The first step to removing negative items from your credit report is to inspect it for errors. You can get one free copy of your credit report annually from the three major credit reporting agencies at annualcreditreport.com.
If you find inaccurate information on your credit report, dispute it with the major credit bureaus. You can also dispute any items in your credit activity that you believe are the result of identity theft.
Consider removing collection accounts through pay-for-delete agreements with creditors. Explore removing late payments that are over seven years old or those due to errors or explainable circumstances.
>> Read our in-depth guide on How to Remove Negative Credit Report Entries
5. Become an Authorized User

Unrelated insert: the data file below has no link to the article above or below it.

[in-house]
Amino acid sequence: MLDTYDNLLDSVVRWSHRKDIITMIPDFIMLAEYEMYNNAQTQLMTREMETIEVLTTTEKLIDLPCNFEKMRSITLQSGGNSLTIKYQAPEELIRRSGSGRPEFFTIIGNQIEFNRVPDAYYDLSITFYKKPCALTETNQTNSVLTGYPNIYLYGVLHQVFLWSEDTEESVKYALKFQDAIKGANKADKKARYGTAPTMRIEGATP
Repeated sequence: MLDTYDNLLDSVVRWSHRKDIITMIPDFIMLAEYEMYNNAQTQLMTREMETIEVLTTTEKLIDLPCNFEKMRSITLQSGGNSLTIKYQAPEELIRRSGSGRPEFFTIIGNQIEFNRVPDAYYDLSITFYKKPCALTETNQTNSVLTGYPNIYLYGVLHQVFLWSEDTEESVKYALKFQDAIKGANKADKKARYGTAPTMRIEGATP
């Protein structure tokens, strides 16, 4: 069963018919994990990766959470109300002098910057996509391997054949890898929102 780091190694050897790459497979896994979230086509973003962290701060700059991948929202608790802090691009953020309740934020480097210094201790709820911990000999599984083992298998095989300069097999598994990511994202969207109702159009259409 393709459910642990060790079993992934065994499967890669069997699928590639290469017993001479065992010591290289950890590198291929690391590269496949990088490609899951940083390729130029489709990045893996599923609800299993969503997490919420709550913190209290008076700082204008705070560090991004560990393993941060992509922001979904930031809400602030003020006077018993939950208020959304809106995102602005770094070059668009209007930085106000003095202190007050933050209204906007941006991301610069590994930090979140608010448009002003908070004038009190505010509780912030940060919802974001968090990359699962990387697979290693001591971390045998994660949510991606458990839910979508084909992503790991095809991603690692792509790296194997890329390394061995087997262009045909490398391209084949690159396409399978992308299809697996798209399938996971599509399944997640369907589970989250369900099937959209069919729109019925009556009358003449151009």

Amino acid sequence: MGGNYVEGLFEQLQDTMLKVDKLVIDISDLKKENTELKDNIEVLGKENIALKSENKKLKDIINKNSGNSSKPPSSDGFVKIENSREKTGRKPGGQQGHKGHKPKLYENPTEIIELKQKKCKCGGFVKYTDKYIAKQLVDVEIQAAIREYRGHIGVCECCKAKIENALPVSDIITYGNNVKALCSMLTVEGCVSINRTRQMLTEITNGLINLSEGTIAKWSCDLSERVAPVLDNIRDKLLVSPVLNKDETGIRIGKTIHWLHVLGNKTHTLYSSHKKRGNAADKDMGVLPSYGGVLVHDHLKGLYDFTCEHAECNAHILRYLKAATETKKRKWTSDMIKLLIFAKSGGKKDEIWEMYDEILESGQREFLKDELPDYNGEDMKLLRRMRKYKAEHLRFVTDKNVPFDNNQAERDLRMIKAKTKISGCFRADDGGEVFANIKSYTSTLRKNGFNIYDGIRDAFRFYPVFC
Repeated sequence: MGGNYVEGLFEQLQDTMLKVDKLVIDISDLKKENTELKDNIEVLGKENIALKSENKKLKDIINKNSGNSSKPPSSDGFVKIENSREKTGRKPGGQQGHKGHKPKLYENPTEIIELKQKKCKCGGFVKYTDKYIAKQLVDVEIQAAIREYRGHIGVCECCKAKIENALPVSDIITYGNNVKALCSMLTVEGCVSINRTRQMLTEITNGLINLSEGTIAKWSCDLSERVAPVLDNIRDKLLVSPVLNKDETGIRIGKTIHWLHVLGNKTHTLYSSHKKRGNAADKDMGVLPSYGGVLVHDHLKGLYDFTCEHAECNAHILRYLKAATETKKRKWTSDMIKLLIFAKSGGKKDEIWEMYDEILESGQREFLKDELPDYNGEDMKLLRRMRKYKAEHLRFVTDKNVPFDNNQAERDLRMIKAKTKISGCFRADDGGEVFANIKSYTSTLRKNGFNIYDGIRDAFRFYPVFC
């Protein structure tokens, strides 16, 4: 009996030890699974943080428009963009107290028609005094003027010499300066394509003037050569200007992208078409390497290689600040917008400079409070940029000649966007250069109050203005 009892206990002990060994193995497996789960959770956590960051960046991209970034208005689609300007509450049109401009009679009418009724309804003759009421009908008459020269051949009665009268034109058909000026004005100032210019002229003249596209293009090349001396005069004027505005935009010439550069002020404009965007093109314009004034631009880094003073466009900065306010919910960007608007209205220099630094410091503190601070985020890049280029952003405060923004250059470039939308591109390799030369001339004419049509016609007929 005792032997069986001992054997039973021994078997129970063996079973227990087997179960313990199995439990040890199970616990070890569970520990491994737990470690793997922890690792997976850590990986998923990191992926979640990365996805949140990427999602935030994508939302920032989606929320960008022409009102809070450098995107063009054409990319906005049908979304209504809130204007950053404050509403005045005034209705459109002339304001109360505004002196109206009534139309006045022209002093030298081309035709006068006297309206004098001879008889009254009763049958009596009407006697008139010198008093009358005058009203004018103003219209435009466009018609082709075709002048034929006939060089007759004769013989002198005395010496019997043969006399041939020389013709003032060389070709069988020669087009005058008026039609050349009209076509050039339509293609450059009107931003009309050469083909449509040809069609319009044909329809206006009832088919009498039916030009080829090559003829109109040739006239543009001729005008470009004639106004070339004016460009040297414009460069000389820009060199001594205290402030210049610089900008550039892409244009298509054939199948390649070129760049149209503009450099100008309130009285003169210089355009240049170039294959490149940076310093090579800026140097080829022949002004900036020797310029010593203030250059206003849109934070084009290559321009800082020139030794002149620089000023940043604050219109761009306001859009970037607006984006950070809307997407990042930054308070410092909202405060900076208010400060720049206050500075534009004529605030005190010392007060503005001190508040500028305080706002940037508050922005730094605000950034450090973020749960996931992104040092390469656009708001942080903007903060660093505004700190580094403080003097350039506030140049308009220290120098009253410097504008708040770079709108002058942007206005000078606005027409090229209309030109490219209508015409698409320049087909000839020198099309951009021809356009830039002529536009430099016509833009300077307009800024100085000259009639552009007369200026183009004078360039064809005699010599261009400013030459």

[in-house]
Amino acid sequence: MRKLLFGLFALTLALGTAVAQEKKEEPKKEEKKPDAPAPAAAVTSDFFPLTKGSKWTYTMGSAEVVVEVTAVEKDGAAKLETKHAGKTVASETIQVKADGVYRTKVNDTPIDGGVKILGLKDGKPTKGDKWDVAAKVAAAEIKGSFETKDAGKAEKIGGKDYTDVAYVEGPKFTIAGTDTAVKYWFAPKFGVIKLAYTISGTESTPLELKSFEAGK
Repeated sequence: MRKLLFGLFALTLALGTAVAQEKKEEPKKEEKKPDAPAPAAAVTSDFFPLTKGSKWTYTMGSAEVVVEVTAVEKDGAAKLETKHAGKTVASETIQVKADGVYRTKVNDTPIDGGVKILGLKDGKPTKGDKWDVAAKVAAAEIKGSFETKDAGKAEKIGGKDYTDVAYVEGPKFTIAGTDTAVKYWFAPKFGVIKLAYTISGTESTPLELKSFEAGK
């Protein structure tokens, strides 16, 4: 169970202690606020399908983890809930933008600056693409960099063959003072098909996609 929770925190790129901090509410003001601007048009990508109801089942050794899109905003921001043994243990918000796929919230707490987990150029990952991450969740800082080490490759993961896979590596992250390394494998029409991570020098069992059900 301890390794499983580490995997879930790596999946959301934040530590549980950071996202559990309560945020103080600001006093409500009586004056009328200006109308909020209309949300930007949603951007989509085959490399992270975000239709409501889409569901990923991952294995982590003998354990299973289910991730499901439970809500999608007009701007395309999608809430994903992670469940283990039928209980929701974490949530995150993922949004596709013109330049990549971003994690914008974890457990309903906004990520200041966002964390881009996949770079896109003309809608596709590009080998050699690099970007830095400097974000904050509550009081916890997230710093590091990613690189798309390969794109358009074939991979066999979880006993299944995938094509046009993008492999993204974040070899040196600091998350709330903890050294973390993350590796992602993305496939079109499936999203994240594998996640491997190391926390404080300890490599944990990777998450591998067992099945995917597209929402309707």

Becoming an authorized user improves your credit score by using someone else’s positive credit history. When you are added as an authorized user to someone else’s credit card, their credit history is added to your credit report, which helps improve your credit score.
Become an authorized credit card user by getting added to someone else’s credit card account. The primary cardholder can add you to their account online, by phone, or by mail.
Once you have been added as an authorized user, you will get access to their credit card account. You can use the card to make purchases, although the primary cardholder remains responsible for paying the bill.
In finance, this practice of becoming an authorized user to boost your credit score is also known as credit piggybacking.
Q. What is an easy way to become an authorized user?
Tradeline companies, often known as “tradeline” or “credit tradeline” companies, present a quick way to become an authorized user. These businesses connect people with good credit history (primary cardholders) with people looking to improve their credit score (authorized users) for a fee.